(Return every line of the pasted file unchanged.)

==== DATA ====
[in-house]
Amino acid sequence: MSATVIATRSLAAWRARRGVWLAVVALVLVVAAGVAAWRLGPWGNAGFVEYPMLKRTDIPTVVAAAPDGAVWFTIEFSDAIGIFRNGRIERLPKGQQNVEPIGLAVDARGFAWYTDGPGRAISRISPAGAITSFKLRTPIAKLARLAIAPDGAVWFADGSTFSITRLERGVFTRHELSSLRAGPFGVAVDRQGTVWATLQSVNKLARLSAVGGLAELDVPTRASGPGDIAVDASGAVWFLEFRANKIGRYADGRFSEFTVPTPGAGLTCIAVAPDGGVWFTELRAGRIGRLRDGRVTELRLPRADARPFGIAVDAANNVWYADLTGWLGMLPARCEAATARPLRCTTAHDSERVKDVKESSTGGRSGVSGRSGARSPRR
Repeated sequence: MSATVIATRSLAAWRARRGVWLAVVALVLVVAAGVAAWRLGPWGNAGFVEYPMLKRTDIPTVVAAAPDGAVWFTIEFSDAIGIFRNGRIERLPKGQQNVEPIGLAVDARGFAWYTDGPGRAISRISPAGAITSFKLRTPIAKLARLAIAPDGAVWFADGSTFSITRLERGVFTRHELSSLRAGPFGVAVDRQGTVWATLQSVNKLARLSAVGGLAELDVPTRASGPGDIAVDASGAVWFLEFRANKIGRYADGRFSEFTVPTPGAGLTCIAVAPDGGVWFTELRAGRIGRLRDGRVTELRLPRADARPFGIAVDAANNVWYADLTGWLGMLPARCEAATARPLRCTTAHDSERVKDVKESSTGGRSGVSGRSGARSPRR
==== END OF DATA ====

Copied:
[in-house]
Amino acid sequence: MSATVIATRSLAAWRARRGVWLAVVALVLVVAAGVAAWRLGPWGNAGFVEYPMLKRTDIPTVVAAAPDGAVWFTIEFSDAIGIFRNGRIERLPKGQQNVEPIGLAVDARGFAWYTDGPGRAISRISPAGAITSFKLRTPIAKLARLAIAPDGAVWFADGSTFSITRLERGVFTRHELSSLRAGPFGVAVDRQGTVWATLQSVNKLARLSAVGGLAELDVPTRASGPGDIAVDASGAVWFLEFRANKIGRYADGRFSEFTVPTPGAGLTCIAVAPDGGVWFTELRAGRIGRLRDGRVTELRLPRADARPFGIAVDAANNVWYADLTGWLGMLPARCEAATARPLRCTTAHDSERVKDVKESSTGGRSGVSGRSGARSPRR
Repeated sequence: MSATVIATRSLAAWRARRGVWLAVVALVLVVAAGVAAWRLGPWGNAGFVEYPMLKRTDIPTVVAAAPDGAVWFTIEFSDAIGIFRNGRIERLPKGQQNVEPIGLAVDARGFAWYTDGPGRAISRISPAGAITSFKLRTPIAKLARLAIAPDGAVWFADGSTFSITRLERGVFTRHELSSLRAGPFGVAVDRQGTVWATLQSVNKLARLSAVGGLAELDVPTRASGPGDIAVDASGAVWFLEFRANKIGRYADGRFSEFTVPTPGAGLTCIAVAPDGGVWFTELRAGRIGRLRDGRVTELRLPRADARPFGIAVDAANNVWYADLTGWLGMLPARCEAATARPLRCTTAHDSERVKDVKESSTGGRSGVSGRSGARSPRR